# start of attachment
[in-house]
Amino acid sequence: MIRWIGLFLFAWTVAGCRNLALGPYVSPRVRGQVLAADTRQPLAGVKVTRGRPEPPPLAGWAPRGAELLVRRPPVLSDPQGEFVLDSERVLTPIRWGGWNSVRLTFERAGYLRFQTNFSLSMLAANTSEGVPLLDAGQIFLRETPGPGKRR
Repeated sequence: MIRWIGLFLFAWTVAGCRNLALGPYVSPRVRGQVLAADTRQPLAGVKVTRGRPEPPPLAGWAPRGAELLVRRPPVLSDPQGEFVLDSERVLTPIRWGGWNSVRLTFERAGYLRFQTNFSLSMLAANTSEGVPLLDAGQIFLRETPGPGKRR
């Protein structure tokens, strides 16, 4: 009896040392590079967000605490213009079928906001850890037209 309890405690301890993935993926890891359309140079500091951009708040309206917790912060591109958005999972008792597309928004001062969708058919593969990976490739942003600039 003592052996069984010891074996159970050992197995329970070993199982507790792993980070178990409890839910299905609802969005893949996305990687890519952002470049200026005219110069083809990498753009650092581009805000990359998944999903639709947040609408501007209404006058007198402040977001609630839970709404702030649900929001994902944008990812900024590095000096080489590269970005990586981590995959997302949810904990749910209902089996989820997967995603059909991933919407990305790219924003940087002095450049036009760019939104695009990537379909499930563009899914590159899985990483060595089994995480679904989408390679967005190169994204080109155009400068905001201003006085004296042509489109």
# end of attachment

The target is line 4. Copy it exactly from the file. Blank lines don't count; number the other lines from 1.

């Protein structure tokens, strides 16, 4: 009896040392590079967000605490213009079928906001850890037209 309890405690301890993935993926890891359309140079500091951009708040309206917790912060591109958005999972008792597309928004001062969708058919593969990976490739942003600039 003592052996069984010891074996159970050992197995329970070993199982507790792993980070178990409890839910299905609802969005893949996305990687890519952002470049200026005219110069083809990498753009650092581009805000990359998944999903639709947040609408501007209404006058007198402040977001609630839970709404702030649900929001994902944008990812900024590095000096080489590269970005990586981590995959997302949810904990749910209902089996989820997967995603059909991933919407990305790219924003940087002095450049036009760019939104695009990537379909499930563009899914590159899985990483060595089994995480679904989408390679967005190169994204080109155009400068905001201003006085004296042509489109």